Sweden's largest private pharmacy, Apotek Hjärtat, has launched a virtual reality app on the Oculus Rift store. The app, called "Happy Place", is designed to use an immersive virtual world to distract patients from pain.
"Apotek Hjärtat want to be at the forefront when it comes to offering products and services that can help people feel better," Annika Svedberg, head pharmacist at Apotek Hjärtat," said in a statement. "Combining pain relief and VR-technology in an app and making it available to the public feels very exciting. As far as I know we are the first pharmacy in the world to try this. We hope Happy Place can help those with temporary, acute pains."
The app is not designed to replace pharmaceutical painkillers, but to distract people from temporary pain such as "vaccinations, tattoos, menstrual or muscle aches", building on research that shows distraction can help with pain. As well as being available for purchase to anyone with a Samsung VR or Google Cardboard, the app will also be available in brick-and-mortar Apotek Hjärtat stores, where shoppers who come in for vaccinations can test it out.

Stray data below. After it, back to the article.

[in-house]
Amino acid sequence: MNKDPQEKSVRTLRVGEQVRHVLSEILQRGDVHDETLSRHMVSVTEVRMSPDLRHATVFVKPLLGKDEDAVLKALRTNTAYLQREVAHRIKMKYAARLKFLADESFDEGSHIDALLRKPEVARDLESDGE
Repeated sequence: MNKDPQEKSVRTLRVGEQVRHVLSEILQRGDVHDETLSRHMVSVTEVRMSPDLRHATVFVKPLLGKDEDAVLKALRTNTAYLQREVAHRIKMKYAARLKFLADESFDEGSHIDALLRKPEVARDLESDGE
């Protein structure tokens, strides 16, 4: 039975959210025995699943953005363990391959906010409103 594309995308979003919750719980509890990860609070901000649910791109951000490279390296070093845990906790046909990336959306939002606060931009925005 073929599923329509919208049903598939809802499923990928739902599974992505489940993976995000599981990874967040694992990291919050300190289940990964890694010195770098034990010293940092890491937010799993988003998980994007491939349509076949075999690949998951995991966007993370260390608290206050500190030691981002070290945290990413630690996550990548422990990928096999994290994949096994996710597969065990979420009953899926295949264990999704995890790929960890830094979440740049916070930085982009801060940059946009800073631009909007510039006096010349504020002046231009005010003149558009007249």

In terms of the in-app experience, Happy Place simulates a campground with a range of immersive experiences, like weather changes, day changing to night, and shooting stars. Users can toggle features like guided relaxation and soothing music on and off to suit their tastes. Developer Mimerse partnered with Apotek Hjärtat to produce the app.
"The experience is designed to provide just the right amount of distraction for all users," Mimerse CEO William Hamilton said in a statement. "Happy Place puts you in a peaceful environment where there is a lot to see and explore, but the users are encouraged to take their time and enjoy the surroundings. With Happy Place we have worked on maximizing the comfort at the same time as eliminating the overwhelming and sometimes unpleasant feelings that VR apps often induce."
At Health 2.0 in Santa Clara, California last month, West Hollywood, California-based AppliedVR showed off similar VR programs for pain distraction. Rather than targeting the patient at home or at the pharmacy, however, AppliedVR is working with bedridden patients in hospitals, including a trial with Cedars Sinai. They are developing both immersive environments and distracting VR games, and are seeking to clinically validate their virtual interventions.